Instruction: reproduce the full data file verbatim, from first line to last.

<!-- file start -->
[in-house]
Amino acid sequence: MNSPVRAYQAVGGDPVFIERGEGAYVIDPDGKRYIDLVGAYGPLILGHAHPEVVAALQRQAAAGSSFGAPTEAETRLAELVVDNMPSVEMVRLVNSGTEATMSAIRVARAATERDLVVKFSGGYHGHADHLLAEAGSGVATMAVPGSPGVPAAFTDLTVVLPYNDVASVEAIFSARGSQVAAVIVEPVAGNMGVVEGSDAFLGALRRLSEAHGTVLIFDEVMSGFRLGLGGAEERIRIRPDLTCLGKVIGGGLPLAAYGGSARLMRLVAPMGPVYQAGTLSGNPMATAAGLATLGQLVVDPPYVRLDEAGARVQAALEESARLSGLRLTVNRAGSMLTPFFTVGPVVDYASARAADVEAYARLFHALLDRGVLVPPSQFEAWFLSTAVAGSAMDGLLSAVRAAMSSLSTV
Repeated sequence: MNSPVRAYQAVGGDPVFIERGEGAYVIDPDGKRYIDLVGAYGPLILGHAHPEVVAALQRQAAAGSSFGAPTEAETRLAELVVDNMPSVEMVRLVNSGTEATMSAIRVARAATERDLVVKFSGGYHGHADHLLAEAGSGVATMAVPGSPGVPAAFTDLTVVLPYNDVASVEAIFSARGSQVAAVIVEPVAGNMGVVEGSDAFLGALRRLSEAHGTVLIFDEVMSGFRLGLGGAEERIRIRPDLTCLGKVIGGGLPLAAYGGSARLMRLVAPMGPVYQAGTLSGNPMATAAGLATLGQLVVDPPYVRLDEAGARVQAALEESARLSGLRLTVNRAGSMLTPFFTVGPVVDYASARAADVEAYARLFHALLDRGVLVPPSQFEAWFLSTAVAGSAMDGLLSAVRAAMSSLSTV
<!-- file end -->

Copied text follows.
[in-house]
Amino acid sequence: MNSPVRAYQAVGGDPVFIERGEGAYVIDPDGKRYIDLVGAYGPLILGHAHPEVVAALQRQAAAGSSFGAPTEAETRLAELVVDNMPSVEMVRLVNSGTEATMSAIRVARAATERDLVVKFSGGYHGHADHLLAEAGSGVATMAVPGSPGVPAAFTDLTVVLPYNDVASVEAIFSARGSQVAAVIVEPVAGNMGVVEGSDAFLGALRRLSEAHGTVLIFDEVMSGFRLGLGGAEERIRIRPDLTCLGKVIGGGLPLAAYGGSARLMRLVAPMGPVYQAGTLSGNPMATAAGLATLGQLVVDPPYVRLDEAGARVQAALEESARLSGLRLTVNRAGSMLTPFFTVGPVVDYASARAADVEAYARLFHALLDRGVLVPPSQFEAWFLSTAVAGSAMDGLLSAVRAAMSSLSTV
Repeated sequence: MNSPVRAYQAVGGDPVFIERGEGAYVIDPDGKRYIDLVGAYGPLILGHAHPEVVAALQRQAAAGSSFGAPTEAETRLAELVVDNMPSVEMVRLVNSGTEATMSAIRVARAATERDLVVKFSGGYHGHADHLLAEAGSGVATMAVPGSPGVPAAFTDLTVVLPYNDVASVEAIFSARGSQVAAVIVEPVAGNMGVVEGSDAFLGALRRLSEAHGTVLIFDEVMSGFRLGLGGAEERIRIRPDLTCLGKVIGGGLPLAAYGGSARLMRLVAPMGPVYQAGTLSGNPMATAAGLATLGQLVVDPPYVRLDEAGARVQAALEESARLSGLRLTVNRAGSMLTPFFTVGPVVDYASARAADVEAYARLFHALLDRGVLVPPSQFEAWFLSTAVAGSAMDGLLSAVRAAMSSLSTV